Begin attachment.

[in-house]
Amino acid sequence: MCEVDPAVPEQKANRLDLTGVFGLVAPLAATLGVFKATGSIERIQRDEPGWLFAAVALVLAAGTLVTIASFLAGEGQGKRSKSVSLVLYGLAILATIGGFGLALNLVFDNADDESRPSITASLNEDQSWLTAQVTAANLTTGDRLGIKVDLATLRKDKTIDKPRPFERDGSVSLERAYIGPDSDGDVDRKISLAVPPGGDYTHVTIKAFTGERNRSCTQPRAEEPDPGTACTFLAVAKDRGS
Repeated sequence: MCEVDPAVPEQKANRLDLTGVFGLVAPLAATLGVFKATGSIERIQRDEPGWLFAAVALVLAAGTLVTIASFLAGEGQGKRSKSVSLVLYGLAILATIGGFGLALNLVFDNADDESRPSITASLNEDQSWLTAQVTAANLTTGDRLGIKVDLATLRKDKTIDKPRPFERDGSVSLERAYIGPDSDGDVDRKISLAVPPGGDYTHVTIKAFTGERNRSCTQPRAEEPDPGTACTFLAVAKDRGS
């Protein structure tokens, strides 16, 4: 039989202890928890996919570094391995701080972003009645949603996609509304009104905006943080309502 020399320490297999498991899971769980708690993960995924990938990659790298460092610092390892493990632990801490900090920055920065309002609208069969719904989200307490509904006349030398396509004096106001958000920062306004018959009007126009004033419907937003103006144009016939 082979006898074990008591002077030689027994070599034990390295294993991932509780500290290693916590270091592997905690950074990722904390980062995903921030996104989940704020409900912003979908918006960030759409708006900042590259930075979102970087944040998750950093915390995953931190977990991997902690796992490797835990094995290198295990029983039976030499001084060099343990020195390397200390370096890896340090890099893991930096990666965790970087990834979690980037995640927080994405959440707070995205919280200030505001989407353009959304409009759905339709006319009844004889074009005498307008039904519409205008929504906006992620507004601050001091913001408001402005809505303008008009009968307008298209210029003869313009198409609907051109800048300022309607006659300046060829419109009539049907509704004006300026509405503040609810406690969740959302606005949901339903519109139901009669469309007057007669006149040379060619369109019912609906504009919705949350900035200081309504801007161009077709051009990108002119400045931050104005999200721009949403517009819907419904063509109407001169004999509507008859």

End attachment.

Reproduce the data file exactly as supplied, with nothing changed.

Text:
[in-house]
Amino acid sequence: MCEVDPAVPEQKANRLDLTGVFGLVAPLAATLGVFKATGSIERIQRDEPGWLFAAVALVLAAGTLVTIASFLAGEGQGKRSKSVSLVLYGLAILATIGGFGLALNLVFDNADDESRPSITASLNEDQSWLTAQVTAANLTTGDRLGIKVDLATLRKDKTIDKPRPFERDGSVSLERAYIGPDSDGDVDRKISLAVPPGGDYTHVTIKAFTGERNRSCTQPRAEEPDPGTACTFLAVAKDRGS
Repeated sequence: MCEVDPAVPEQKANRLDLTGVFGLVAPLAATLGVFKATGSIERIQRDEPGWLFAAVALVLAAGTLVTIASFLAGEGQGKRSKSVSLVLYGLAILATIGGFGLALNLVFDNADDESRPSITASLNEDQSWLTAQVTAANLTTGDRLGIKVDLATLRKDKTIDKPRPFERDGSVSLERAYIGPDSDGDVDRKISLAVPPGGDYTHVTIKAFTGERNRSCTQPRAEEPDPGTACTFLAVAKDRGS
């Protein structure tokens, strides 16, 4: 039989202890928890996919570094391995701080972003009645949603996609509304009104905006943080309502 020399320490297999498991899971769980708690993960995924990938990659790298460092610092390892493990632990801490900090920055920065309002609208069969719904989200307490509904006349030398396509004096106001958000920062306004018959009007126009004033419907937003103006144009016939 082979006898074990008591002077030689027994070599034990390295294993991932509780500290290693916590270091592997905690950074990722904390980062995903921030996104989940704020409900912003979908918006960030759409708006900042590259930075979102970087944040998750950093915390995953931190977990991997902690796992490797835990094995290198295990029983039976030499001084060099343990020195390397200390370096890896340090890099893991930096990666965790970087990834979690980037995640927080994405959440707070995205919280200030505001989407353009959304409009759905339709006319009844004889074009005498307008039904519409205008929504906006992620507004601050001091913001408001402005809505303008008009009968307008298209210029003869313009198409609907051109800048300022309607006659300046060829419109009539049907509704004006300026509405503040609810406690969740959302606005949901339903519109139901009669469309007057007669006149040379060619369109019912609906504009919705949350900035200081309504801007161009077709051009990108002119400045931050104005999200721009949403517009819907419904063509109407001169004999509507008859």